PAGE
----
Access to Medical Notes in Hospital plus other qs

1st question (Ok - first 4 questions :stuck_out_tongue: ), so I hope I am in the right forum.

My caree (8x relative) is currently in hospital, with a test done yesterday and a potential serious operation in the next few days. So as the Carer I asked the nurse on the ward to see the medical notes, to be told ‘we do not allow that, you ask us questions and we answer, and there is a process for getting a copy of the notes’. (The “process” referred to is the DPA Subject Access Request process, which takes a month - useless in the circs).

Following the test, the results of which neither me not caree has been shown, there is a ward round this AM with the big Consultant to discuss next steps. I was informed that relatives are not allowed into these consultations.

I only started getting any response when I pointed out that I have a registered Lasting Power of Attorney (Medical), and I am the one who has to make the decision.

I have a chronic condition myself - T1D - plus a couple of other conditions that came and have now gone for some years (asthma, ibd), and for 20 years on half a dozen admissions I have just read all the notes about me in the hospital file with no questions ever asked.

There’s a further issue that I have been told that the wards are segregated by gender, so I have to wait in reception for hours and be called, and cannot be with my caree due to my sex.

(To be fair it is a general ward and my caree has been moved to where the consultant’s round is programmed, so perhaps the nurse is a little less knowledgeable on some of this stuff.)

So my Qs:

1 - Do I have a right to see the medical notes during treatment? Patients Charter etc talk about access to information to inform decisions etc, but in nebulous-ese.
2 - How on earth am I supposed to give informed consent without seeing the relevant notes, or even the report of the test?
3 - If I give them a letter stating that myself and my sibling have Power of Attorney can I make sure that that gets into the file? That is to head off at the pass any possible decision to proceed without due consideration.
4 - Do I have to take the written Lasting Power of Attorney with me? If not, will they say “you can’t prove it”, and proceed anyway?

All comments welcome. Thanks in advance.




Do you have a “Health and Welfare” Power of Attorney, or one of the older type?

I’m sure Chris, another very active forum member, will be along presently with more facts about your rights to information in hospitals.

Personally, I’ve had a lot of rubbish from ignorant hospital staff - once having to come home early when on holiday with my brain damaged son - when they refused to tell me on the phone why mum had been admitted to Royal Bournemouth Hospital, although they had all my contact details AND knew I had POA!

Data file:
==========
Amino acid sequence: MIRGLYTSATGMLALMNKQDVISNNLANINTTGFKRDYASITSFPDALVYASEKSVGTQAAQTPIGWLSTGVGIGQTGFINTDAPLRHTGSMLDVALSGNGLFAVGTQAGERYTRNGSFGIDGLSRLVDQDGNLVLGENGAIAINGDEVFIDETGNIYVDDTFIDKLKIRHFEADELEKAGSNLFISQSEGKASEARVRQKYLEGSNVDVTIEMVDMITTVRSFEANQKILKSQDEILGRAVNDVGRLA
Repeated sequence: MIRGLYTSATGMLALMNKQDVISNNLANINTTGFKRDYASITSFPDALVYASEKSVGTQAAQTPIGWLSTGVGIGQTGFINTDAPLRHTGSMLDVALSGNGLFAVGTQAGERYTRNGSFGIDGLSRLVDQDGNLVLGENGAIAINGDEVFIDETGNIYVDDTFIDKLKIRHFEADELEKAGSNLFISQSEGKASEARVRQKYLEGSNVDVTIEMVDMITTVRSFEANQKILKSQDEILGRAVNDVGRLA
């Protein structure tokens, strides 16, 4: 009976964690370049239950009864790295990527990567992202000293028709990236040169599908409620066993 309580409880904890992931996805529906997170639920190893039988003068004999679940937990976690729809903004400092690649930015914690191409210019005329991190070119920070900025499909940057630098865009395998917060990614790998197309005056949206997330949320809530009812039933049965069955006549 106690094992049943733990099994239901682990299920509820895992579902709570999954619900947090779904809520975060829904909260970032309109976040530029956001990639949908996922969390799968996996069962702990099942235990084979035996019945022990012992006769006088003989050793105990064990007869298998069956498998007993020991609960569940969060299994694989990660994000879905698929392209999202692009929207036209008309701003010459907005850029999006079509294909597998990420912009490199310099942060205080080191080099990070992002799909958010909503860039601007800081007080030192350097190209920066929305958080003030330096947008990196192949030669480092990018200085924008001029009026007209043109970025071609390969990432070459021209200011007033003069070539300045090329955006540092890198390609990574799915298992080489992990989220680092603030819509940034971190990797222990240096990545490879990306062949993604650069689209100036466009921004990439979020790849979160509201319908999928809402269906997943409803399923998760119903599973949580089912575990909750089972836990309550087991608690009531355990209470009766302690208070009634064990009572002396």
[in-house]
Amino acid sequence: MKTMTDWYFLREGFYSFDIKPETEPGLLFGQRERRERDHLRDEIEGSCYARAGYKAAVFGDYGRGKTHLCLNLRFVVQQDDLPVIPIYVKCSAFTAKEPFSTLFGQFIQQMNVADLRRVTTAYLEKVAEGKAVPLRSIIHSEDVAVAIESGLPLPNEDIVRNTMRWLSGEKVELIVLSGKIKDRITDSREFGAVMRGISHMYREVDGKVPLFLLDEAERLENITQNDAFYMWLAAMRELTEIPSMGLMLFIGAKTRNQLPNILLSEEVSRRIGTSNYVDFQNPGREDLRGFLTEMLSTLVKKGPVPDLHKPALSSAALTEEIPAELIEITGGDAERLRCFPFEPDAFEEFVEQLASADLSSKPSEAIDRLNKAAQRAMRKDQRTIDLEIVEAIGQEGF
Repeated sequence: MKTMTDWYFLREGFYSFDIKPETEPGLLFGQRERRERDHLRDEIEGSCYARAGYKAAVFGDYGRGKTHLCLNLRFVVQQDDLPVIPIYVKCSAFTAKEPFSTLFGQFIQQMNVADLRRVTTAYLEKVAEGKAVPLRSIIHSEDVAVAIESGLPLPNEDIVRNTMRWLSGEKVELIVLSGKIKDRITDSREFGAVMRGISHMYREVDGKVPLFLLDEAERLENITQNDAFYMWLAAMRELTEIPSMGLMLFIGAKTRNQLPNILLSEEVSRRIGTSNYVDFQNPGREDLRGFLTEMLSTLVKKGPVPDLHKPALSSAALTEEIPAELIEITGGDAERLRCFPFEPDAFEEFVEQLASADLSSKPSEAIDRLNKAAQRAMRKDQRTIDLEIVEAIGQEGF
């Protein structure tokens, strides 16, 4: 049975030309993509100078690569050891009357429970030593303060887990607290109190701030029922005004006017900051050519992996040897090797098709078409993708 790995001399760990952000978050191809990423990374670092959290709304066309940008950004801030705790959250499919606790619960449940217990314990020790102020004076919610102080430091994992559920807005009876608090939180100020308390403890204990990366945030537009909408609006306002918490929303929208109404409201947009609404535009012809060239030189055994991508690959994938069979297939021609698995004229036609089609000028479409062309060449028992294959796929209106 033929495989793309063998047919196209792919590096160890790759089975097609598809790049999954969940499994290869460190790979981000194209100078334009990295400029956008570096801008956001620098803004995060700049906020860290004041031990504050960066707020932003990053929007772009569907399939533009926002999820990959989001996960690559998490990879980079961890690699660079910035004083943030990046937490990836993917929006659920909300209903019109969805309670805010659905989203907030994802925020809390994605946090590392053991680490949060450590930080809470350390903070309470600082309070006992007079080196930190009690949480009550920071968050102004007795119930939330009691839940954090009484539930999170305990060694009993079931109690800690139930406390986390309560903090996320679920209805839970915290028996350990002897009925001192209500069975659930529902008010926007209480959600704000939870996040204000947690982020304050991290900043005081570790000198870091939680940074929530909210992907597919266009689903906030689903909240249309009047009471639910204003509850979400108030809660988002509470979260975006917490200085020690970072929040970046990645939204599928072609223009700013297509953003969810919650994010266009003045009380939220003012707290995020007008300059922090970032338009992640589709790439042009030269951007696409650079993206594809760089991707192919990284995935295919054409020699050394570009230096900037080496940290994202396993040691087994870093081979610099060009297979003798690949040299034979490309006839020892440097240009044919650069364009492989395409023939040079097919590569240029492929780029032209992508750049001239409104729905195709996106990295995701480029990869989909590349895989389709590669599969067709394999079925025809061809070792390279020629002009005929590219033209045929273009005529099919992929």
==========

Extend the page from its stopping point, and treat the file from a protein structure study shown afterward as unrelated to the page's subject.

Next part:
In your situation I’d ring the hospital, ask to speak to the CEO (which in practice takes you to his or her PA) and then say I’m making “an urgent formal complaint”. If you know the name of the member of staff who is being so obstructive, tell them who it was. Usually, the CEO kicks bottoms down the line, and in fear of promotion prospects being damaged if there is a black mark on their records, they often quickly change their minds!

If it’s a female ward, that doesn’t mean all men are forbidden at all times.

As a carer, you should not be tied to visiting times, you should be allowed to visit outside those hours, as long as you understand that where intimate care or medical procedures are taking place, you may have to wait a few minutes.

After all, they need your help and co operation of they want their bed back as quickly as possible. Maybe remind them that although you are a carer, you can withdraw that care at any time, and as the patient is living in YOUR home, they have NO RIGHT TO RETURN THERE!!!


I’m sure Chris, another very active forum member, will be along presently with more facts about your rights to information in hospitals. >

Using NHS HOSPITALS ACCESS TO MEDICAL RECORDS as a starting point … the NHS itself :

Can I access someone else's medical records (health records)? - NHS

A snippet :

Can I access someone else’s medical records (health records) ?

Health records are confidential so you can only access someone else’s records if you’re authorised to do so.

To access someone else’s health records, you must :

be acting on their behalf with their consent, or
have legal authority to make decisions on their behalf (power of attorney), or
have another legal basis for access

Make a SAR. Is there a way to attend the consultation or not? As the relative you are allowed to read the medical records of your cared for person. I have a huge folder on my living room cabinet full of my son’s medical records.

Have you asked about a carers passport?

“A Carer Passport in a hospital is a simple tool which identifies someone as being in a caring role for one of the hospital’s patients, involving them more fully in the patient’s care, and connecting them with further support.”

The one at my hospital enabled you to see your caree at other hours apart from visiting hours, free car park parking, discounts on meals at the hospital restaurant and other perks.